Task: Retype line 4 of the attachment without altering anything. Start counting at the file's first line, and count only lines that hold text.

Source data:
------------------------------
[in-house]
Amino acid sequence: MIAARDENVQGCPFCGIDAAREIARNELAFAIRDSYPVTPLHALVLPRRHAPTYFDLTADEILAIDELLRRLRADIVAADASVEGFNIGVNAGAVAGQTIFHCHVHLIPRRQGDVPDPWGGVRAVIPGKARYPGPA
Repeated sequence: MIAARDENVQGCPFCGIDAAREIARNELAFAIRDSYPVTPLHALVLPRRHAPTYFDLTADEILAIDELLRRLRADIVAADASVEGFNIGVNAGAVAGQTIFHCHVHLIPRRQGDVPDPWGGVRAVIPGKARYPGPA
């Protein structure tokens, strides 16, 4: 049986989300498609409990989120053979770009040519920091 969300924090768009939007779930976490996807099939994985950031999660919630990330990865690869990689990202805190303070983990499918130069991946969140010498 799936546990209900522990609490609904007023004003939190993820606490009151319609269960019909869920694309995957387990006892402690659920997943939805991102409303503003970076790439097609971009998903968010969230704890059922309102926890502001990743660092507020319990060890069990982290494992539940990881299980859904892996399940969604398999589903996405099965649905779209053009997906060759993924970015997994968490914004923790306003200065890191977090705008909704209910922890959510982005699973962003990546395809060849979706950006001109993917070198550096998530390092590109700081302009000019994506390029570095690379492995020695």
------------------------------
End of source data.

């Protein structure tokens, strides 16, 4: 049986989300498609409990989120053979770009040519920091 969300924090768009939007779930976490996807099939994985950031999660919630990330990865690869990689990202805190303070983990499918130069991946969140010498 799936546990209900522990609490609904007023004003939190993820606490009151319609269960019909869920694309995957387990006892402690659920997943939805991102409303503003970076790439097609971009998903968010969230704890059922309102926890502001990743660092507020319990060890069990982290494992539940990881299980859904892996399940969604398999589903996405099965649905779209053009997906060759993924970015997994968490914004923790306003200065890191977090705008909704209910922890959510982005699973962003990546395809060849979706950006001109993917070198550096998530390092590109700081302009000019994506390029570095690379492995020695």